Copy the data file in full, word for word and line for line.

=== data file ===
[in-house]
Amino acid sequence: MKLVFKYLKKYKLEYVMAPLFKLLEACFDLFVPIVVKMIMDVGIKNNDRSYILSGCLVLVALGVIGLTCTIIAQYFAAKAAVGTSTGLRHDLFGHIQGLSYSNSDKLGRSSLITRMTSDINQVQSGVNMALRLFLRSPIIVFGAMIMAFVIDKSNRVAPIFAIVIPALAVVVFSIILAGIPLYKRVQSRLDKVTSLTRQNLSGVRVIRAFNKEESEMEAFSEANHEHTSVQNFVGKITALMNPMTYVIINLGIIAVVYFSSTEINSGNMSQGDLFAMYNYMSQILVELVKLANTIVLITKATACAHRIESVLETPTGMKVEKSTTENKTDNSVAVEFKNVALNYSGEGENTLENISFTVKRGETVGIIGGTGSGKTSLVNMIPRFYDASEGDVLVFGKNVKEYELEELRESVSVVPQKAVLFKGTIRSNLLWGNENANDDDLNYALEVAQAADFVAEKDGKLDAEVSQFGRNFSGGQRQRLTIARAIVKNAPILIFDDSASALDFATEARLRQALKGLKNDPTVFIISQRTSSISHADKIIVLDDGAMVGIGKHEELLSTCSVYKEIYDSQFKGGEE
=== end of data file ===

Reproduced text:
[in-house]
Amino acid sequence: MKLVFKYLKKYKLEYVMAPLFKLLEACFDLFVPIVVKMIMDVGIKNNDRSYILSGCLVLVALGVIGLTCTIIAQYFAAKAAVGTSTGLRHDLFGHIQGLSYSNSDKLGRSSLITRMTSDINQVQSGVNMALRLFLRSPIIVFGAMIMAFVIDKSNRVAPIFAIVIPALAVVVFSIILAGIPLYKRVQSRLDKVTSLTRQNLSGVRVIRAFNKEESEMEAFSEANHEHTSVQNFVGKITALMNPMTYVIINLGIIAVVYFSSTEINSGNMSQGDLFAMYNYMSQILVELVKLANTIVLITKATACAHRIESVLETPTGMKVEKSTTENKTDNSVAVEFKNVALNYSGEGENTLENISFTVKRGETVGIIGGTGSGKTSLVNMIPRFYDASEGDVLVFGKNVKEYELEELRESVSVVPQKAVLFKGTIRSNLLWGNENANDDDLNYALEVAQAADFVAEKDGKLDAEVSQFGRNFSGGQRQRLTIARAIVKNAPILIFDDSASALDFATEARLRQALKGLKNDPTVFIISQRTSSISHADKIIVLDDGAMVGIGKHEELLSTCSVYKEIYDSQFKGGEE